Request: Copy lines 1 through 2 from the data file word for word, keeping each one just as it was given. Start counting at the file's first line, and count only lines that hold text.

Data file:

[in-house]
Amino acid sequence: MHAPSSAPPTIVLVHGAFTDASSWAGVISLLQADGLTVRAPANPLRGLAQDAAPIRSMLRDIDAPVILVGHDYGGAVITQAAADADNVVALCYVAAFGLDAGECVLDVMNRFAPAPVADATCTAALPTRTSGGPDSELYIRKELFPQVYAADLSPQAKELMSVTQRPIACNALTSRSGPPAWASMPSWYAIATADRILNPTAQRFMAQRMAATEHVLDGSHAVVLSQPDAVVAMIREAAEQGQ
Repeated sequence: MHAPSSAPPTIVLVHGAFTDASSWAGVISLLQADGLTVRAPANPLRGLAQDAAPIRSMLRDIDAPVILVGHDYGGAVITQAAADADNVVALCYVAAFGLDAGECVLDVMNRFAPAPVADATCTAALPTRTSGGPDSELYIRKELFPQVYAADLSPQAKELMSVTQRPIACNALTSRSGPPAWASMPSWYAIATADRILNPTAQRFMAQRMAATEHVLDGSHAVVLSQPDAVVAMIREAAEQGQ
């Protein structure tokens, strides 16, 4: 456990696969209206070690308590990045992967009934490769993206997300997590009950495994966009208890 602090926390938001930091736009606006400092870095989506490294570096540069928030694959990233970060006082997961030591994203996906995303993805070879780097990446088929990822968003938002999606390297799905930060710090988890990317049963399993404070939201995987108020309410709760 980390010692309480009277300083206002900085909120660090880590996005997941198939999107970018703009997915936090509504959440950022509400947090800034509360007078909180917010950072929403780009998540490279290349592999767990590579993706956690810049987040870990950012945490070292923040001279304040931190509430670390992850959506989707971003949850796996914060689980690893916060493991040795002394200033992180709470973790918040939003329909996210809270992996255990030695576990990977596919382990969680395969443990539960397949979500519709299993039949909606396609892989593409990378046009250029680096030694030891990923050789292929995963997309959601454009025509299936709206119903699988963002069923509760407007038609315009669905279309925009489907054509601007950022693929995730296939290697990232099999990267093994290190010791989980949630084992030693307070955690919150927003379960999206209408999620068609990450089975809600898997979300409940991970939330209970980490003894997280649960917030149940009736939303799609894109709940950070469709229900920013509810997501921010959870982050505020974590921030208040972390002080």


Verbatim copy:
[in-house]
Amino acid sequence: MHAPSSAPPTIVLVHGAFTDASSWAGVISLLQADGLTVRAPANPLRGLAQDAAPIRSMLRDIDAPVILVGHDYGGAVITQAAADADNVVALCYVAAFGLDAGECVLDVMNRFAPAPVADATCTAALPTRTSGGPDSELYIRKELFPQVYAADLSPQAKELMSVTQRPIACNALTSRSGPPAWASMPSWYAIATADRILNPTAQRFMAQRMAATEHVLDGSHAVVLSQPDAVVAMIREAAEQGQ